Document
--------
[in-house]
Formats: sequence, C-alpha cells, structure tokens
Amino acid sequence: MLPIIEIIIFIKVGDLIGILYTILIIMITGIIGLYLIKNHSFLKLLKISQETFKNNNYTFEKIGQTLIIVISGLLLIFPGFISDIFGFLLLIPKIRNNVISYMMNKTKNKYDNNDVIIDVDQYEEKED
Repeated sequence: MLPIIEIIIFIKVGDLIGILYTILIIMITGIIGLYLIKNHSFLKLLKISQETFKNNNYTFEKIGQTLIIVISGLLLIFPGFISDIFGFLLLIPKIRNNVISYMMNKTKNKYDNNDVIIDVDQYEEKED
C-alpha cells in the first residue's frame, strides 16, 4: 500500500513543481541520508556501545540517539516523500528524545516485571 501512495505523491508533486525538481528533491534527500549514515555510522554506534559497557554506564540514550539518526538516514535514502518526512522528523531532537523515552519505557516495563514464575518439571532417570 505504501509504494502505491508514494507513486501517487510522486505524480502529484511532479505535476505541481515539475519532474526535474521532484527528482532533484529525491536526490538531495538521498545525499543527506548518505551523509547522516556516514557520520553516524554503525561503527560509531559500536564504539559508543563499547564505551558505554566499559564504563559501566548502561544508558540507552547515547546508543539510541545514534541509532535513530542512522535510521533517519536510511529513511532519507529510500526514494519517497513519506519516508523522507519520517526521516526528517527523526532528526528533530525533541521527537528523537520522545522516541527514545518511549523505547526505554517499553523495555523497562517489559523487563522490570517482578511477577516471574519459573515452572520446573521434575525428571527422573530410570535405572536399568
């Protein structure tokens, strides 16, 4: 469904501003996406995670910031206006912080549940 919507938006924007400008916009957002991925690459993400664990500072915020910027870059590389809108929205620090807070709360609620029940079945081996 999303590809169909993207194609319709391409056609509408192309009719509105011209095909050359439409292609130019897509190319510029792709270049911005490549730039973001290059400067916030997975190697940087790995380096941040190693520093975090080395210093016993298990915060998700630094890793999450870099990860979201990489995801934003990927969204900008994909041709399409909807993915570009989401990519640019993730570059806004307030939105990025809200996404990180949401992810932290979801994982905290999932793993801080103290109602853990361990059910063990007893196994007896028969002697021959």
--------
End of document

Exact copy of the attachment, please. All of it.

[in-house]
Formats: sequence, C-alpha cells, structure tokens
Amino acid sequence: MLPIIEIIIFIKVGDLIGILYTILIIMITGIIGLYLIKNHSFLKLLKISQETFKNNNYTFEKIGQTLIIVISGLLLIFPGFISDIFGFLLLIPKIRNNVISYMMNKTKNKYDNNDVIIDVDQYEEKED
Repeated sequence: MLPIIEIIIFIKVGDLIGILYTILIIMITGIIGLYLIKNHSFLKLLKISQETFKNNNYTFEKIGQTLIIVISGLLLIFPGFISDIFGFLLLIPKIRNNVISYMMNKTKNKYDNNDVIIDVDQYEEKED
C-alpha cells in the first residue's frame, strides 16, 4: 500500500513543481541520508556501545540517539516523500528524545516485571 501512495505523491508533486525538481528533491534527500549514515555510522554506534559497557554506564540514550539518526538516514535514502518526512522528523531532537523515552519505557516495563514464575518439571532417570 505504501509504494502505491508514494507513486501517487510522486505524480502529484511532479505535476505541481515539475519532474526535474521532484527528482532533484529525491536526490538531495538521498545525499543527506548518505551523509547522516556516514557520520553516524554503525561503527560509531559500536564504539559508543563499547564505551558505554566499559564504563559501566548502561544508558540507552547515547546508543539510541545514534541509532535513530542512522535510521533517519536510511529513511532519507529510500526514494519517497513519506519516508523522507519520517526521516526528517527523526532528526528533530525533541521527537528523537520522545522516541527514545518511549523505547526505554517499553523495555523497562517489559523487563522490570517482578511477577516471574519459573515452572520446573521434575525428571527422573530410570535405572536399568
């Protein structure tokens, strides 16, 4: 469904501003996406995670910031206006912080549940 919507938006924007400008916009957002991925690459993400664990500072915020910027870059590389809108929205620090807070709360609620029940079945081996 999303590809169909993207194609319709391409056609509408192309009719509105011209095909050359439409292609130019897509190319510029792709270049911005490549730039973001290059400067916030997975190697940087790995380096941040190693520093975090080395210093016993298990915060998700630094890793999450870099990860979201990489995801934003990927969204900008994909041709399409909807993915570009989401990519640019993730570059806004307030939105990025809200996404990180949401992810932290979801994982905290999932793993801080103290109602853990361990059910063990007893196994007896028969002697021959």